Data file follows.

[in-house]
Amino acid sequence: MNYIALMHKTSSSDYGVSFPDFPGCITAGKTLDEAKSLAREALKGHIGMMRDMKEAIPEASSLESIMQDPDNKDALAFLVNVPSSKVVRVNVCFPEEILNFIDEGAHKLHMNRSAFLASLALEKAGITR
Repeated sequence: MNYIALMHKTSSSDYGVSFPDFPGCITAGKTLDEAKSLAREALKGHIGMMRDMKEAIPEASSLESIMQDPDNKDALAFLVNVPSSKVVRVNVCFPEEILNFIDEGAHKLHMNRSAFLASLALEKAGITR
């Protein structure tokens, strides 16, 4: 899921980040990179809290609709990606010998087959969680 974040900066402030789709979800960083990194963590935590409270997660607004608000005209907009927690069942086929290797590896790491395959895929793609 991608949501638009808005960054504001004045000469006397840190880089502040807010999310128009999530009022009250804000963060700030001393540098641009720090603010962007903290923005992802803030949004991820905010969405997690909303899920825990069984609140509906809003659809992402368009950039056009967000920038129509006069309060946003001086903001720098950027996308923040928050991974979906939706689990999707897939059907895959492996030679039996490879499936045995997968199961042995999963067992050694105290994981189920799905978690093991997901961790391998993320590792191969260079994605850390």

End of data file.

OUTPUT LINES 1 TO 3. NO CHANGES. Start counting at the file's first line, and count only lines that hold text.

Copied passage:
[in-house]
Amino acid sequence: MNYIALMHKTSSSDYGVSFPDFPGCITAGKTLDEAKSLAREALKGHIGMMRDMKEAIPEASSLESIMQDPDNKDALAFLVNVPSSKVVRVNVCFPEEILNFIDEGAHKLHMNRSAFLASLALEKAGITR
Repeated sequence: MNYIALMHKTSSSDYGVSFPDFPGCITAGKTLDEAKSLAREALKGHIGMMRDMKEAIPEASSLESIMQDPDNKDALAFLVNVPSSKVVRVNVCFPEEILNFIDEGAHKLHMNRSAFLASLALEKAGITR